Following two months of rising coronavirus cases, Thailand’s daily infections have begun to fall as the country registered a a 19-day low of 19,014 cases.
A further 233 deaths were also reported on Sunday, the Public Health Ministry said.
According to the Bangkok Post, the capital registered 71 deaths, while a further 83 were in its adjacent provinces.
It comes as the Department of Health recommended that 12 to 18-year-olds with underlying illnesses get vaccinated amid concern over rising infections in young people.
Rev Jesse Jackson, the civil rights leader and two-time presidential candidate, and his wife, Jacqueline, have been hospitalised after testing positive for Covid-19, according to a statement Saturday.
Jackson, 79, has been vaccinated against Covid-19 and received his initial dose in January. He and his wife, 77, are being treated at Northwestern Memorial Hospital in Chicago.
“Doctors are currently monitoring the condition of both,” according to the statement from Jackson’s nonprofit, the Rainbow/PUSH Coalition. “There are no further updates at this time,” the statement said. “We will provide updates as they become available.”
Jackson was key in guiding the modern civil rights movement on numerous issues, including voting rights.
Hello and welcome to today’s global coronavirus coverage.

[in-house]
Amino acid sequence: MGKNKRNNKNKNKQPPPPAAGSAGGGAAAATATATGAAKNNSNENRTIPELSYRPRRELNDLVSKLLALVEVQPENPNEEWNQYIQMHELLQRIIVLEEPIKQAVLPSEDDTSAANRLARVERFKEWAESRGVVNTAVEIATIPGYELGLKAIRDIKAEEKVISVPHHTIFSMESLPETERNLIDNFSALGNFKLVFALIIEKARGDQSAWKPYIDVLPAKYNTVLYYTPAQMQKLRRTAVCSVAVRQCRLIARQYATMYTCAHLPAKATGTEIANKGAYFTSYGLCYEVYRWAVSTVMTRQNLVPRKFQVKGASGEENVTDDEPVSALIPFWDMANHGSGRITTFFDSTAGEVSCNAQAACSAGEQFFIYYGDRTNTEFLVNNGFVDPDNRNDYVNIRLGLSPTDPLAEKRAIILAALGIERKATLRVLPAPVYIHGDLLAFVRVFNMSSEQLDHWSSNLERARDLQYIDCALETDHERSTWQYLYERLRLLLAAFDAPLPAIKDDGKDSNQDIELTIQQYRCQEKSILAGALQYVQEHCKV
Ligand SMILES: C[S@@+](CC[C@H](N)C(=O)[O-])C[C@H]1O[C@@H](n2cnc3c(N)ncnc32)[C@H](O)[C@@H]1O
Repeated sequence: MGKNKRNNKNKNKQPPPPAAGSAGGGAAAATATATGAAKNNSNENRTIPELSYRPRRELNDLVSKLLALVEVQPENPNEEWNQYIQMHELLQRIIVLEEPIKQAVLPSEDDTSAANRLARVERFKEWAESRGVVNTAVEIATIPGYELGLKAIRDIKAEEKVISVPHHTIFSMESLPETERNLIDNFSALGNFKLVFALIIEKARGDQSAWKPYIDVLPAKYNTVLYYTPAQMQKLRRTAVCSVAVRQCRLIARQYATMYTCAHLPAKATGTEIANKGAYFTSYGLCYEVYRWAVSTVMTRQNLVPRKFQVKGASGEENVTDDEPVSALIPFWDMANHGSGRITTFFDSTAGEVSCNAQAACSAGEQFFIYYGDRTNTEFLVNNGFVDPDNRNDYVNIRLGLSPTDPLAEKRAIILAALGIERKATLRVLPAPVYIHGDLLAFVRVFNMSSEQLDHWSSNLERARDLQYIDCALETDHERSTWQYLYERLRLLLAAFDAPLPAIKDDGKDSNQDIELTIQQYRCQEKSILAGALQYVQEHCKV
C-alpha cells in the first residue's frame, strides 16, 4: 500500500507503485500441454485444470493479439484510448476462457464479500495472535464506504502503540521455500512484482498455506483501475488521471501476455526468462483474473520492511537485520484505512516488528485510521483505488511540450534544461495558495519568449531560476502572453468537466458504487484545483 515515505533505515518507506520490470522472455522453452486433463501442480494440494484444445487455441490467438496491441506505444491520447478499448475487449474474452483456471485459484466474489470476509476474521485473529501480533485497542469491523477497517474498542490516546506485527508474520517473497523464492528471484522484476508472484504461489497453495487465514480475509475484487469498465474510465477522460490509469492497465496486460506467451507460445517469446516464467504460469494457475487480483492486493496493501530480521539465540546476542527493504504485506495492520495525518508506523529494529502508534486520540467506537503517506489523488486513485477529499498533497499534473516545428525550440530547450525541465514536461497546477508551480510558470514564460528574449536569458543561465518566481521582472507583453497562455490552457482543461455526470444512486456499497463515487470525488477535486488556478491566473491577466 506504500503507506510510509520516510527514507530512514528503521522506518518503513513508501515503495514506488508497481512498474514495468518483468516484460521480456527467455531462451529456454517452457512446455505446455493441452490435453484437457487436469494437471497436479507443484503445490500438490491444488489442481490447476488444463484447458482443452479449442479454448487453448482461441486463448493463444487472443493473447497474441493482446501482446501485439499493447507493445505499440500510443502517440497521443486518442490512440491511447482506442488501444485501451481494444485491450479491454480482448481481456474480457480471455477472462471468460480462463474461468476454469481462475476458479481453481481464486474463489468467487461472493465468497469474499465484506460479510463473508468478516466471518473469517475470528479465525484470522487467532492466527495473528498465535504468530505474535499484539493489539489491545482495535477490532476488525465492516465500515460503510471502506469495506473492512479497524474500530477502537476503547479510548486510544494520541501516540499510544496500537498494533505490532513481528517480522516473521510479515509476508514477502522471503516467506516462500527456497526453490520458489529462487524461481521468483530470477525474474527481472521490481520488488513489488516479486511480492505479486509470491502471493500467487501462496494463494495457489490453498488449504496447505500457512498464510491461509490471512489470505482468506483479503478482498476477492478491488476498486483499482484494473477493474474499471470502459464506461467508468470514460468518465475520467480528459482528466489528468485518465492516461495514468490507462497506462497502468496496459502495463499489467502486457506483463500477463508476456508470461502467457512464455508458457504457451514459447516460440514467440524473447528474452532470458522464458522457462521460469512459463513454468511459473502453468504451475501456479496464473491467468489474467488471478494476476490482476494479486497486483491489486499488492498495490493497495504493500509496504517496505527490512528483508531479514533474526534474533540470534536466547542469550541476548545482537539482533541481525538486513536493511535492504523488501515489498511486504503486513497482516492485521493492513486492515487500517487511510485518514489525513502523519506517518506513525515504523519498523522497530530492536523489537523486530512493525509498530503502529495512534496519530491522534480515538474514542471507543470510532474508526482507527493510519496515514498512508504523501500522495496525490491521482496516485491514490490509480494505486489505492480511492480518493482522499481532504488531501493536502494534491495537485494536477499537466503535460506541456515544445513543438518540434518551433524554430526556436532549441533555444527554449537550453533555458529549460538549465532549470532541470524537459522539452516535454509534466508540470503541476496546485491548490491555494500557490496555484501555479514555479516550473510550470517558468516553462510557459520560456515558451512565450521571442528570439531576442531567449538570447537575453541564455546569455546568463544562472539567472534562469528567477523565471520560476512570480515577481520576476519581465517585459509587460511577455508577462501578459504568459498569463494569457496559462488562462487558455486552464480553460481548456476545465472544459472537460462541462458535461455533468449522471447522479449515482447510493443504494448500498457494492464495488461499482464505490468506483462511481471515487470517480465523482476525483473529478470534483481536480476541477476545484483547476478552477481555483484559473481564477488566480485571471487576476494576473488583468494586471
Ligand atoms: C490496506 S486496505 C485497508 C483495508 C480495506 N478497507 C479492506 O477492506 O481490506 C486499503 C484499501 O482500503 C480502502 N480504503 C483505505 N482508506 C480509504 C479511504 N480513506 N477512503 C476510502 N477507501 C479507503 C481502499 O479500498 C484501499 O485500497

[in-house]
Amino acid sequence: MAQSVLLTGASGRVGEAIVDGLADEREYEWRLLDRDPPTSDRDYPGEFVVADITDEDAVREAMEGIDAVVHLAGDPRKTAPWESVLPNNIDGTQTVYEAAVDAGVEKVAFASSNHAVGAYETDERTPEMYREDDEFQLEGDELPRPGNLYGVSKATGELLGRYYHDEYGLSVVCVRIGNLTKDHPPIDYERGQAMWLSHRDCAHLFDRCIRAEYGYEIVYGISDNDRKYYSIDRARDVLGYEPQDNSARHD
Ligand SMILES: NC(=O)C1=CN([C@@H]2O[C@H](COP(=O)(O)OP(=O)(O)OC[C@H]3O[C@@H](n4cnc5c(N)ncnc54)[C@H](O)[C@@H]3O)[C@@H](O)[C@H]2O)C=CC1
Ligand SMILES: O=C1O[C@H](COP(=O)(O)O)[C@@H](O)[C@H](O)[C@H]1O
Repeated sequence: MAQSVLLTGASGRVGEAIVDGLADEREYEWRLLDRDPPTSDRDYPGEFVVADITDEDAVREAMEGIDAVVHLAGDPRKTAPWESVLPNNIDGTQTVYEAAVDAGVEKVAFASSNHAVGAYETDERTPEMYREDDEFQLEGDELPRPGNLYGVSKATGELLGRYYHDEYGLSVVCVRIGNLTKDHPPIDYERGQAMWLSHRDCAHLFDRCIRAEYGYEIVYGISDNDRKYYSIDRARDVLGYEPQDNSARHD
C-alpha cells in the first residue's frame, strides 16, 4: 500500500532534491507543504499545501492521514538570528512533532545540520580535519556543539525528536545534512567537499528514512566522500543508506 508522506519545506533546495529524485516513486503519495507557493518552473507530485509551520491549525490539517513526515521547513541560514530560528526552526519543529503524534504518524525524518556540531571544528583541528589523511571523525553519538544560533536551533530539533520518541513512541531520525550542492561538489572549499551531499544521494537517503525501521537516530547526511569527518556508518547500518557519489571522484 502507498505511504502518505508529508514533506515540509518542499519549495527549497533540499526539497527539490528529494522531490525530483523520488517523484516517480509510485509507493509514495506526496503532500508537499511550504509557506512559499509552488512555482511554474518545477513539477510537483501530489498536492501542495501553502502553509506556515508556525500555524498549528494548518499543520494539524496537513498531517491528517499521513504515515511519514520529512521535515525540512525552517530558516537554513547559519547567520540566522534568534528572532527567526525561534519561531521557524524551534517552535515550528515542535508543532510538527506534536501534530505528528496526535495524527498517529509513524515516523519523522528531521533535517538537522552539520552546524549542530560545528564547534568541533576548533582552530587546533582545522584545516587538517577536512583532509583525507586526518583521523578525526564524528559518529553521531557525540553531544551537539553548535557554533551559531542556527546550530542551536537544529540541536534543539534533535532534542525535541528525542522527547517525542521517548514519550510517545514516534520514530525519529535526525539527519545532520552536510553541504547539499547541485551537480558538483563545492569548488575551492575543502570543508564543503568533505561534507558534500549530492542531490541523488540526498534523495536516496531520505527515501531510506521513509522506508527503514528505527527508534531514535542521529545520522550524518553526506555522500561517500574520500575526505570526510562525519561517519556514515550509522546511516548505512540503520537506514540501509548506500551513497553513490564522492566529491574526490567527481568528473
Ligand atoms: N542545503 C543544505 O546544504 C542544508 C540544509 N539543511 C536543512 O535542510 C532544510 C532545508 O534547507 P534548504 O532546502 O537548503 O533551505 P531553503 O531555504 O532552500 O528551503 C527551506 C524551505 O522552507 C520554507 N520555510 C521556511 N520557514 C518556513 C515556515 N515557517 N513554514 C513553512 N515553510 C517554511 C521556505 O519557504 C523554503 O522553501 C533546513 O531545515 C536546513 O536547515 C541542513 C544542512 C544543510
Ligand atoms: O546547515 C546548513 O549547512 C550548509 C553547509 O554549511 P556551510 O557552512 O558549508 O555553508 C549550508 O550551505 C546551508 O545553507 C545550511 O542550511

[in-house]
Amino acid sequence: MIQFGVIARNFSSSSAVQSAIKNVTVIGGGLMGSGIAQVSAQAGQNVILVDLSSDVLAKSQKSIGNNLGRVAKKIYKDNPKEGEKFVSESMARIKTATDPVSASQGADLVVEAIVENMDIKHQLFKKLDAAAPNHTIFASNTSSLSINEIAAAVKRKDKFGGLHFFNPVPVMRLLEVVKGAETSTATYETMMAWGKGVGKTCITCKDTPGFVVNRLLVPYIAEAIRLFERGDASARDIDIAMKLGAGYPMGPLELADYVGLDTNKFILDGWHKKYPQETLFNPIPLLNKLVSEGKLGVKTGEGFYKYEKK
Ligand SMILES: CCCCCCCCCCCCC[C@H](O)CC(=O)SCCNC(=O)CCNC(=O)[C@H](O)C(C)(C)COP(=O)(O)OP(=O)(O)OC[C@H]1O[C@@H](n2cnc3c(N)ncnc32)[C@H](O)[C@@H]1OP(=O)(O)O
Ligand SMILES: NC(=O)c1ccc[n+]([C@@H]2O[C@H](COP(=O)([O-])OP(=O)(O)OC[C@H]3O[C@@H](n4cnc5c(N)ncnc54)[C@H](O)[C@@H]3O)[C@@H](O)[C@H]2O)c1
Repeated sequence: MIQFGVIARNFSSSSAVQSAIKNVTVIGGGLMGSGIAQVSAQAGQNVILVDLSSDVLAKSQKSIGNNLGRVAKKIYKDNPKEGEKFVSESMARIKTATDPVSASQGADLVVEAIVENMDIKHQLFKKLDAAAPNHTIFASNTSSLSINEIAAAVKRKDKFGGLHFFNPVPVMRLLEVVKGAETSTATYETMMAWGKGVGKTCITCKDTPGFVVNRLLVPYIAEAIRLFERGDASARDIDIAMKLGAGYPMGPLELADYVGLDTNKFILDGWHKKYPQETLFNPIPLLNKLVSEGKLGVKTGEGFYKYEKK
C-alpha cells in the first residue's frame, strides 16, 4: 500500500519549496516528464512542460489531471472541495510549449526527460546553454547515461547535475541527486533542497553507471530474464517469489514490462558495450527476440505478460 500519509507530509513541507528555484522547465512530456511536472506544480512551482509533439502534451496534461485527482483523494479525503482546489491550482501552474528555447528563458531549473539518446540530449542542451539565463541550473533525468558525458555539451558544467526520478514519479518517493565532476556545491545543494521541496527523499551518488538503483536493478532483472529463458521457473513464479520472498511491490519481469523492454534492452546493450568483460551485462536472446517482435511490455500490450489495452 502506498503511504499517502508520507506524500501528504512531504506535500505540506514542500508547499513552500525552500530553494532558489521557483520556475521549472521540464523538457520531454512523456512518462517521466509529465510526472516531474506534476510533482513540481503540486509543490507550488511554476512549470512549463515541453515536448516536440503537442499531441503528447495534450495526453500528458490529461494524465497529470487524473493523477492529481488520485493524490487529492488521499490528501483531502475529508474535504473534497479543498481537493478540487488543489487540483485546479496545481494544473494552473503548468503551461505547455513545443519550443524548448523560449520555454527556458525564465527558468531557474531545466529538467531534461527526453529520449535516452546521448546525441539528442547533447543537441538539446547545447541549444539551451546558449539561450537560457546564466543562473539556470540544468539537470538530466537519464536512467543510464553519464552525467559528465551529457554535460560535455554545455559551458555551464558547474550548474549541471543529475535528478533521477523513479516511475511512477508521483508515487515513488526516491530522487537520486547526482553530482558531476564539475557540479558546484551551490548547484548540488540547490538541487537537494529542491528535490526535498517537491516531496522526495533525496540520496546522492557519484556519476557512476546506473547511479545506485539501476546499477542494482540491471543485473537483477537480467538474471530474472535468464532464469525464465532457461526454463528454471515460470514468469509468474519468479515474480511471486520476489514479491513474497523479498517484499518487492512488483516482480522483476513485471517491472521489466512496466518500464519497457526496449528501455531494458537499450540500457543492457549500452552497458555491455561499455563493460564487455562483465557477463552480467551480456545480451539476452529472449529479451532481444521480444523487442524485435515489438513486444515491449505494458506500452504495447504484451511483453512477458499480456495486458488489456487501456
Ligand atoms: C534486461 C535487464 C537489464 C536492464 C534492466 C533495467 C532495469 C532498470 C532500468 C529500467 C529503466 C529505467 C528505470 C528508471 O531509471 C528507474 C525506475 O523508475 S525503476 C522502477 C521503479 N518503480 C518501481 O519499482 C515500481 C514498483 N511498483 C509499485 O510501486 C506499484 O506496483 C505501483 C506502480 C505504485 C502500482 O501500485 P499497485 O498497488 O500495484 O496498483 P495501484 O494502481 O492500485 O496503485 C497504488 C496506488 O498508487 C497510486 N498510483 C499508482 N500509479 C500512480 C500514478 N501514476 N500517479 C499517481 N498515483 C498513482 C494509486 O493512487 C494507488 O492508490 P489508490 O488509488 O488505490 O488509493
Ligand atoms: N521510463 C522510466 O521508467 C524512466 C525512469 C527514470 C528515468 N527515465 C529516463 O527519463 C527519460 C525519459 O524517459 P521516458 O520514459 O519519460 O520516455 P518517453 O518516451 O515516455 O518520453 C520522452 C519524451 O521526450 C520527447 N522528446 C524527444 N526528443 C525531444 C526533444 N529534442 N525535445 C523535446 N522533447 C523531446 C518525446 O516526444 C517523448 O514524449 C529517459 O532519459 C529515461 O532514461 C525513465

People in the UK will be able to receive Covid-19 antibody tests for the first time next week as part of a new government programme.
From Tuesday, anyone aged 18 or over in England, Wales, Northern Ireland and Scotland, will be able to enrol to the programme when receiving a PCR test, Sky News reports. Up to 8,000 people will be able to take part in the scheme.
The results will be used to monitor antibody levels in coronavirus cases, with those who test positive sent two finger-prick antibody tests which measure their body’s response to different virus variants. The first should be taken immediately following a positive result, while the second should be 28 days later.
It will be the first time antibody tests have been offered to the general public, and comes amid discussions over the rollout of vaccine third doses in the UK. Some experts have said more time is needed to decided whether they are required.
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